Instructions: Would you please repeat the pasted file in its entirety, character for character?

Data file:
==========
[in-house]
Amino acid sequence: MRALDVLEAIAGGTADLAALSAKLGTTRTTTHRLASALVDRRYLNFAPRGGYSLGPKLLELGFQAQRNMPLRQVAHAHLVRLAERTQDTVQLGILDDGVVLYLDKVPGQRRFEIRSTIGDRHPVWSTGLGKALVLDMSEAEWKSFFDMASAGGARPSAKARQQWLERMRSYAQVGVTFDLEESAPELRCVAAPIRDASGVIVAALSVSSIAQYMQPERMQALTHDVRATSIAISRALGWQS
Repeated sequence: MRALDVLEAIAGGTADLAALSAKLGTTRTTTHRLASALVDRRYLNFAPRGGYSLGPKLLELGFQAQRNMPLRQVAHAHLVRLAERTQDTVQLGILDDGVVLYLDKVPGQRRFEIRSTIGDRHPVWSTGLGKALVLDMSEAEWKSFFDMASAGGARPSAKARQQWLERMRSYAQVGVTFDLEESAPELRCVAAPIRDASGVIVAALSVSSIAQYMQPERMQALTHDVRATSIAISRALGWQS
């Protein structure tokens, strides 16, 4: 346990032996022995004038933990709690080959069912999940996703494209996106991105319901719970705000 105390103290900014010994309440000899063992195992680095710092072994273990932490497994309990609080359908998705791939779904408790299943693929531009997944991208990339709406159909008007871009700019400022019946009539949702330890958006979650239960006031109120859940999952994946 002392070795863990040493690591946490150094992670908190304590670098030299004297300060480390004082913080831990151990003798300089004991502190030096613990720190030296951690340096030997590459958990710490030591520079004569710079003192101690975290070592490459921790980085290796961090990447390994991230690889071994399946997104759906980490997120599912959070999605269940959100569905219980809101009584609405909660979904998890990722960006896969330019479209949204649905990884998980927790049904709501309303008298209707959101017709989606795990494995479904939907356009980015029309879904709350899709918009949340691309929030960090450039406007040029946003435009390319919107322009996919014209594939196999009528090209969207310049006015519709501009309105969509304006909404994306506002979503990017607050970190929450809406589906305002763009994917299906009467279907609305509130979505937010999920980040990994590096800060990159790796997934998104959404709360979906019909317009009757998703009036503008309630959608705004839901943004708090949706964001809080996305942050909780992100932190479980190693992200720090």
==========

[in-house]
Amino acid sequence: MRALDVLEAIAGGTADLAALSAKLGTTRTTTHRLASALVDRRYLNFAPRGGYSLGPKLLELGFQAQRNMPLRQVAHAHLVRLAERTQDTVQLGILDDGVVLYLDKVPGQRRFEIRSTIGDRHPVWSTGLGKALVLDMSEAEWKSFFDMASAGGARPSAKARQQWLERMRSYAQVGVTFDLEESAPELRCVAAPIRDASGVIVAALSVSSIAQYMQPERMQALTHDVRATSIAISRALGWQS
Repeated sequence: MRALDVLEAIAGGTADLAALSAKLGTTRTTTHRLASALVDRRYLNFAPRGGYSLGPKLLELGFQAQRNMPLRQVAHAHLVRLAERTQDTVQLGILDDGVVLYLDKVPGQRRFEIRSTIGDRHPVWSTGLGKALVLDMSEAEWKSFFDMASAGGARPSAKARQQWLERMRSYAQVGVTFDLEESAPELRCVAAPIRDASGVIVAALSVSSIAQYMQPERMQALTHDVRATSIAISRALGWQS
């Protein structure tokens, strides 16, 4: 346990032996022995004038933990709690080959069912999940996703494209996106991105319901719970705000 105390103290900014010994309440000899063992195992680095710092072994273990932490497994309990609080359908998705791939779904408790299943693929531009997944991208990339709406159909008007871009700019400022019946009539949702330890958006979650239960006031109120859940999952994946 002392070795863990040493690591946490150094992670908190304590670098030299004297300060480390004082913080831990151990003798300089004991502190030096613990720190030296951690340096030997590459958990710490030591520079004569710079003192101690975290070592490459921790980085290796961090990447390994991230690889071994399946997104759906980490997120599912959070999605269940959100569905219980809101009584609405909660979904998890990722960006896969330019479209949204649905990884998980927790049904709501309303008298209707959101017709989606795990494995479904939907356009980015029309879904709350899709918009949340691309929030960090450039406007040029946003435009390319919107322009996919014209594939196999009528090209969207310049006015519709501009309105969509304006909404994306506002979503990017607050970190929450809406589906305002763009994917299906009467279907609305509130979505937010999920980040990994590096800060990159790796997934998104959404709360979906019909317009009757998703009036503008309630959608705004839901943004708090949706964001809080996305942050909780992100932190479980190693992200720090």